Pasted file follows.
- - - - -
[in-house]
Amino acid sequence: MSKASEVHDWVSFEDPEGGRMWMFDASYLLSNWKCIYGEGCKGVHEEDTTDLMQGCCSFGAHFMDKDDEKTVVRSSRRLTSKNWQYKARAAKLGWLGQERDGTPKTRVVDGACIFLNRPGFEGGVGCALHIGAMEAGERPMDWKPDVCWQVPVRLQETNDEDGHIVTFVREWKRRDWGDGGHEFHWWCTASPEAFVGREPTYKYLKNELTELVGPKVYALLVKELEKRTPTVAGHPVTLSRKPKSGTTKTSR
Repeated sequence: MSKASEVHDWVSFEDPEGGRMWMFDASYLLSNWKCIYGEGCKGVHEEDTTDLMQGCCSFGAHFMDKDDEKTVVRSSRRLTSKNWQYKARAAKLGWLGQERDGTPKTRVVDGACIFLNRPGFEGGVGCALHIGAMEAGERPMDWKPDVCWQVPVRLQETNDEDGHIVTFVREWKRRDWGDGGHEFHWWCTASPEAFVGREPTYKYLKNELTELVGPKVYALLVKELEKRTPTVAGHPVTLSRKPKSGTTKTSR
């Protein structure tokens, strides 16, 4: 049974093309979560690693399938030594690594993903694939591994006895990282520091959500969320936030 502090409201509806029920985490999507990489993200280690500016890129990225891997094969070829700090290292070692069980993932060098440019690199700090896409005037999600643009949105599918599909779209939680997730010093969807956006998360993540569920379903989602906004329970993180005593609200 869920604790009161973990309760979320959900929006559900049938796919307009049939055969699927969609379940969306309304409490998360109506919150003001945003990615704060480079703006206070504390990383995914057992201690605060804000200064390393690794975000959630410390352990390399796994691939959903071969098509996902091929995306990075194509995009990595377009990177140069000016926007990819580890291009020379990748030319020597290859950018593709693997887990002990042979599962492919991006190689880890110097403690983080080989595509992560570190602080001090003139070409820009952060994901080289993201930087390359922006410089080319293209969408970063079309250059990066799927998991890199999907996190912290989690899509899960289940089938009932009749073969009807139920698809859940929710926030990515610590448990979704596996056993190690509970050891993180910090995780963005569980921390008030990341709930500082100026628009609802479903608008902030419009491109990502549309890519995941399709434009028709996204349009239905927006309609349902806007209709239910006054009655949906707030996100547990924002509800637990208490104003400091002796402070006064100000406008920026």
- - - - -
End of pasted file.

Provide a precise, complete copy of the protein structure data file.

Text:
[in-house]
Amino acid sequence: MSKASEVHDWVSFEDPEGGRMWMFDASYLLSNWKCIYGEGCKGVHEEDTTDLMQGCCSFGAHFMDKDDEKTVVRSSRRLTSKNWQYKARAAKLGWLGQERDGTPKTRVVDGACIFLNRPGFEGGVGCALHIGAMEAGERPMDWKPDVCWQVPVRLQETNDEDGHIVTFVREWKRRDWGDGGHEFHWWCTASPEAFVGREPTYKYLKNELTELVGPKVYALLVKELEKRTPTVAGHPVTLSRKPKSGTTKTSR
Repeated sequence: MSKASEVHDWVSFEDPEGGRMWMFDASYLLSNWKCIYGEGCKGVHEEDTTDLMQGCCSFGAHFMDKDDEKTVVRSSRRLTSKNWQYKARAAKLGWLGQERDGTPKTRVVDGACIFLNRPGFEGGVGCALHIGAMEAGERPMDWKPDVCWQVPVRLQETNDEDGHIVTFVREWKRRDWGDGGHEFHWWCTASPEAFVGREPTYKYLKNELTELVGPKVYALLVKELEKRTPTVAGHPVTLSRKPKSGTTKTSR
């Protein structure tokens, strides 16, 4: 049974093309979560690693399938030594690594993903694939591994006895990282520091959500969320936030 502090409201509806029920985490999507990489993200280690500016890129990225891997094969070829700090290292070692069980993932060098440019690199700090896409005037999600643009949105599918599909779209939680997730010093969807956006998360993540569920379903989602906004329970993180005593609200 869920604790009161973990309760979320959900929006559900049938796919307009049939055969699927969609379940969306309304409490998360109506919150003001945003990615704060480079703006206070504390990383995914057992201690605060804000200064390393690794975000959630410390352990390399796994691939959903071969098509996902091929995306990075194509995009990595377009990177140069000016926007990819580890291009020379990748030319020597290859950018593709693997887990002990042979599962492919991006190689880890110097403690983080080989595509992560570190602080001090003139070409820009952060994901080289993201930087390359922006410089080319293209969408970063079309250059990066799927998991890199999907996190912290989690899509899960289940089938009932009749073969009807139920698809859940929710926030990515610590448990979704596996056993190690509970050891993180910090995780963005569980921390008030990341709930500082100026628009609802479903608008902030419009491109990502549309890519995941399709434009028709996204349009239905927006309609349902806007209709239910006054009655949906707030996100547990924002509800637990208490104003400091002796402070006064100000406008920026």